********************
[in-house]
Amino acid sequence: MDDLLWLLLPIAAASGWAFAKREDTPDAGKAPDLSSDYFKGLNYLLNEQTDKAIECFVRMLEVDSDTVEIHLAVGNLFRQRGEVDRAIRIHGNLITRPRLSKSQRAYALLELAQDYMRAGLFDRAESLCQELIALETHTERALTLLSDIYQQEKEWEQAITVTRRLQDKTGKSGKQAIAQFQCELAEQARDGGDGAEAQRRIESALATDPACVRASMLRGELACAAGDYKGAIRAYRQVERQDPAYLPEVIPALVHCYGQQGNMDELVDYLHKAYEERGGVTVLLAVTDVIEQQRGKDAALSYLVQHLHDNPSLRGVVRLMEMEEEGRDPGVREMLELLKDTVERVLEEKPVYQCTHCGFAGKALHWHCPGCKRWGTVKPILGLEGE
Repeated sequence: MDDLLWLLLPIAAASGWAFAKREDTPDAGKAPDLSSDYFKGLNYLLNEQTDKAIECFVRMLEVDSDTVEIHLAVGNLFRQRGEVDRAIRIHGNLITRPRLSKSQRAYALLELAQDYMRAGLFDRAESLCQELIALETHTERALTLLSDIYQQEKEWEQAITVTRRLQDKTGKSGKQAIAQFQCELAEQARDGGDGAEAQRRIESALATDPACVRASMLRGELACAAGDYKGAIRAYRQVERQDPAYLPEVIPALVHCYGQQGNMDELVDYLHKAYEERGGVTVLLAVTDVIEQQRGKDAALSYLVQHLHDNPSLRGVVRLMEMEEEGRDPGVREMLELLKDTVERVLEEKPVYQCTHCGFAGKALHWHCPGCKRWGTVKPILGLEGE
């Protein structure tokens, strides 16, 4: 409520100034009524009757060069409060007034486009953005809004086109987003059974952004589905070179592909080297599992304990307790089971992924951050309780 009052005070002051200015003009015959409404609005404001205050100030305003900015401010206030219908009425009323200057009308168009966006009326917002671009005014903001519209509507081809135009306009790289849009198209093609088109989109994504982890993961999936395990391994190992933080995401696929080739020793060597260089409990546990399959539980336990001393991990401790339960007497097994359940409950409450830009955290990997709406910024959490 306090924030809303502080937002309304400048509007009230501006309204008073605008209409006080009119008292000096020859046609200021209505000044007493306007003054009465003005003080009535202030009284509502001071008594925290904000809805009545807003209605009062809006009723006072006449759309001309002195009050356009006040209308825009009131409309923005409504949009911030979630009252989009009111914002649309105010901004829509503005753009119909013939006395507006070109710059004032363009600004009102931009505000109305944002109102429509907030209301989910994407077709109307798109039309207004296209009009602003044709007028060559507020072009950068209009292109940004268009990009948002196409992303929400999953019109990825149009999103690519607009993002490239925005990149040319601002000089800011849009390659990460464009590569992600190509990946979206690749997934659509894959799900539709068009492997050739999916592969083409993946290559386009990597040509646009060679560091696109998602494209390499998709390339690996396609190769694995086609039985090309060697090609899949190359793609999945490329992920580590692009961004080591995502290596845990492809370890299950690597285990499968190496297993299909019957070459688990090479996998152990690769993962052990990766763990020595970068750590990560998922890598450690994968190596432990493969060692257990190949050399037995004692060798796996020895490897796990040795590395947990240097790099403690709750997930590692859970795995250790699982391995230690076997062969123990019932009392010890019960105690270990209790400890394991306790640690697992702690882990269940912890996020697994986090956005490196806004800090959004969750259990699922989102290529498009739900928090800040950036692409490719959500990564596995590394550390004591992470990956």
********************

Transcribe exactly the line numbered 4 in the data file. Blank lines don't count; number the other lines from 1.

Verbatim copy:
């Protein structure tokens, strides 16, 4: 409520100034009524009757060069409060007034486009953005809004086109987003059974952004589905070179592909080297599992304990307790089971992924951050309780 009052005070002051200015003009015959409404609005404001205050100030305003900015401010206030219908009425009323200057009308168009966006009326917002671009005014903001519209509507081809135009306009790289849009198209093609088109989109994504982890993961999936395990391994190992933080995401696929080739020793060597260089409990546990399959539980336990001393991990401790339960007497097994359940409950409450830009955290990997709406910024959490 306090924030809303502080937002309304400048509007009230501006309204008073605008209409006080009119008292000096020859046609200021209505000044007493306007003054009465003005003080009535202030009284509502001071008594925290904000809805009545807003209605009062809006009723006072006449759309001309002195009050356009006040209308825009009131409309923005409504949009911030979630009252989009009111914002649309105010901004829509503005753009119909013939006395507006070109710059004032363009600004009102931009505000109305944002109102429509907030209301989910994407077709109307798109039309207004296209009009602003044709007028060559507020072009950068209009292109940004268009990009948002196409992303929400999953019109990825149009999103690519607009993002490239925005990149040319601002000089800011849009390659990460464009590569992600190509990946979206690749997934659509894959799900539709068009492997050739999916592969083409993946290559386009990597040509646009060679560091696109998602494209390499998709390339690996396609190769694995086609039985090309060697090609899949190359793609999945490329992920580590692009961004080591995502290596845990492809370890299950690597285990499968190496297993299909019957070459688990090479996998152990690769993962052990990766763990020595970068750590990560998922890598450690994968190596432990493969060692257990190949050399037995004692060798796996020895490897796990040795590395947990240097790099403690709750997930590692859970795995250790699982391995230690076997062969123990019932009392010890019960105690270990209790400890394991306790640690697992702690882990269940912890996020697994986090956005490196806004800090959004969750259990699922989102290529498009739900928090800040950036692409490719959500990564596995590394550390004591992470990956």